"Sherlock" will go on as long as Benedict Cumberbatch wants to continue starring in it -- and not a moment longer.
Steven Moffat, one of the co-creators of the hit BBC One show, recently spoke with Variety and mostly talked about "Doctor Who," his other show. In the course of the interview, he attributed the amazing longevity of "Doctor Who" to its unusual policy of having different actors play the lead character in different seasons -- in contrast to shows that are reliant on a few actors for their success.
"For example, once Benedict Cumberbatch gives up 'Sherlock,' what are we going to do? We are going to stop, that’s what we are going to do," Moffat said.
Cumberbatch's performance in "Sherlock" is singular; he's a big part of what makes it feel more vibrant and intelligent than, say, Robert Downey Jr's "Sherlock Holmes" movies or "Elementary" on CBS. So as sad as it is to imagine "Sherlock" ending, it's probably better than imagining "Sherlock" continuing on without Cumberbatch.
Luckily for fans, Cumberbatch has said that he's committed to the show for the foreseeable future.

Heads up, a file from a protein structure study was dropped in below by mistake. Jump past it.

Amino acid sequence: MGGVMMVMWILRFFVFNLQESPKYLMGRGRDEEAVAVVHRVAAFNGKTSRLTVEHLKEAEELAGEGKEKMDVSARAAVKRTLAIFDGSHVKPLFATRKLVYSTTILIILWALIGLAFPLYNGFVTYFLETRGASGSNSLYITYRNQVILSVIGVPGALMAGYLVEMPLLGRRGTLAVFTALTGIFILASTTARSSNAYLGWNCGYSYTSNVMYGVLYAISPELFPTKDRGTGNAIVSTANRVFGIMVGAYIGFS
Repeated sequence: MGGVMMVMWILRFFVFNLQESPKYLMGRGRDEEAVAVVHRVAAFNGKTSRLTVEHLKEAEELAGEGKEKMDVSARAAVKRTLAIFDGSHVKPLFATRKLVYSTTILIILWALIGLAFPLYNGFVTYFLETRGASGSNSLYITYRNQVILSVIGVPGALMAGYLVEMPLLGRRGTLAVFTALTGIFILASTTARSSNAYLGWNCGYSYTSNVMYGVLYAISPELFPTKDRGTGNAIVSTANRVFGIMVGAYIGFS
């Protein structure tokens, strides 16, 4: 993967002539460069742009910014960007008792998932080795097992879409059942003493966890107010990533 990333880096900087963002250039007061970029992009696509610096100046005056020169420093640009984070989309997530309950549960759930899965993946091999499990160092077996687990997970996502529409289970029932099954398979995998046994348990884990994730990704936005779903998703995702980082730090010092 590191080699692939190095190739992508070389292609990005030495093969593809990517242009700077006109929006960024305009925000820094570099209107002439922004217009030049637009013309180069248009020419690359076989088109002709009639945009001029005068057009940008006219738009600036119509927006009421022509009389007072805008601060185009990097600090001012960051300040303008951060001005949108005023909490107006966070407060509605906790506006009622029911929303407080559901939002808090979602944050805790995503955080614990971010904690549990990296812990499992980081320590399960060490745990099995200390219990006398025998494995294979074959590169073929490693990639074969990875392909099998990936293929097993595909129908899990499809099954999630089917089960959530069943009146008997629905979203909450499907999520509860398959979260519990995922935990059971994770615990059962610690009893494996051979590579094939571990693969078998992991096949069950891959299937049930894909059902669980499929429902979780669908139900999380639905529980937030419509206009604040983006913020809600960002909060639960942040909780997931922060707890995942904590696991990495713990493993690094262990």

"I'm fine with it. I'm going to keep going with it," the actor said at a panel in January 2014. "It's a schedule-providing thing ... I love it. I find it very invigorating."
On the other hand, Cumberbatch's packed schedule has already started to affect the show. The gaps between seasons get longer and longer. Season 3 aired at the beginning of January 2014, two years after season 2, but season 4 won't even start filming until spring 2016. There is, to be fair, a Christmas special set in Victorian England coming out on New Years Day, which will even play in some movie theaters. But one episode just isn't enough.
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